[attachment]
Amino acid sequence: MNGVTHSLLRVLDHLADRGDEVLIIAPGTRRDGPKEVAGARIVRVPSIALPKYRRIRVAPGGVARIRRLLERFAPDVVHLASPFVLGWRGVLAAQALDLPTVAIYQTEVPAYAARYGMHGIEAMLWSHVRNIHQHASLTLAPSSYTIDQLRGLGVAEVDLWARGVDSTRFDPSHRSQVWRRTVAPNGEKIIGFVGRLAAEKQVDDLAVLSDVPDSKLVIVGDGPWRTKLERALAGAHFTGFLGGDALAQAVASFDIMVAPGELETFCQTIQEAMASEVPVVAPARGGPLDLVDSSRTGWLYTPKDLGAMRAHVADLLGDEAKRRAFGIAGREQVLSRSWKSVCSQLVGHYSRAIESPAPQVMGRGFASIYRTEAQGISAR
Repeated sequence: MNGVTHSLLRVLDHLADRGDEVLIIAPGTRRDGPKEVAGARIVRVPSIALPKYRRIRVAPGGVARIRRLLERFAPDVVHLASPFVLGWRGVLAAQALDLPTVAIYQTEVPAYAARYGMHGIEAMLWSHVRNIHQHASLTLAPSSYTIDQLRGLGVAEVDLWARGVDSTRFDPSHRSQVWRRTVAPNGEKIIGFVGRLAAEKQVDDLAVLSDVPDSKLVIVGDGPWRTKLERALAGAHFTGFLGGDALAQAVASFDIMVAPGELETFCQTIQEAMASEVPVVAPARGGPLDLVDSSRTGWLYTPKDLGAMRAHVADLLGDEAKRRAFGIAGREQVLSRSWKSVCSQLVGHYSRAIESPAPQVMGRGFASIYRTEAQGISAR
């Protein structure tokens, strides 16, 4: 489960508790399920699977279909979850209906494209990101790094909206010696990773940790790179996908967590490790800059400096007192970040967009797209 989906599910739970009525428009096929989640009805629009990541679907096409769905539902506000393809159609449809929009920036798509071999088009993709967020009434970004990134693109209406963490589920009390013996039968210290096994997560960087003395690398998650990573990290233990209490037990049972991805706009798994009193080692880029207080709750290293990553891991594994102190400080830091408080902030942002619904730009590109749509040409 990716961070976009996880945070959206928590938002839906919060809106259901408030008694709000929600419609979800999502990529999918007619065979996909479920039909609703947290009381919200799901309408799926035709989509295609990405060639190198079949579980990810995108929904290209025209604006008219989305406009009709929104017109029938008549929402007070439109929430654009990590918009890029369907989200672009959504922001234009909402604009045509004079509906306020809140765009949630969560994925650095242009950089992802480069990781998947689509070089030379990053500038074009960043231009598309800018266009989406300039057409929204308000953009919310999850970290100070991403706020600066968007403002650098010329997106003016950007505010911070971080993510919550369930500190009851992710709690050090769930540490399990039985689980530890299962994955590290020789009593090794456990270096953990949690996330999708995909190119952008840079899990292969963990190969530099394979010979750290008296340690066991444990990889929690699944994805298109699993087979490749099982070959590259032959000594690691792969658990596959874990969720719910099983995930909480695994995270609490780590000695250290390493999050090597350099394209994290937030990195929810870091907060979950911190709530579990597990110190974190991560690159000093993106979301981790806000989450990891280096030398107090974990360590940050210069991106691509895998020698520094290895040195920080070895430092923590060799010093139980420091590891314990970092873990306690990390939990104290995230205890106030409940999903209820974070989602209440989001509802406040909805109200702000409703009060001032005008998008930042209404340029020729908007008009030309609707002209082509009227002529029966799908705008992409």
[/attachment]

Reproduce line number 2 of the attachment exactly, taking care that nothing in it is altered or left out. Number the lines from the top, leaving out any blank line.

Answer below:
Repeated sequence: MNGVTHSLLRVLDHLADRGDEVLIIAPGTRRDGPKEVAGARIVRVPSIALPKYRRIRVAPGGVARIRRLLERFAPDVVHLASPFVLGWRGVLAAQALDLPTVAIYQTEVPAYAARYGMHGIEAMLWSHVRNIHQHASLTLAPSSYTIDQLRGLGVAEVDLWARGVDSTRFDPSHRSQVWRRTVAPNGEKIIGFVGRLAAEKQVDDLAVLSDVPDSKLVIVGDGPWRTKLERALAGAHFTGFLGGDALAQAVASFDIMVAPGELETFCQTIQEAMASEVPVVAPARGGPLDLVDSSRTGWLYTPKDLGAMRAHVADLLGDEAKRRAFGIAGREQVLSRSWKSVCSQLVGHYSRAIESPAPQVMGRGFASIYRTEAQGISAR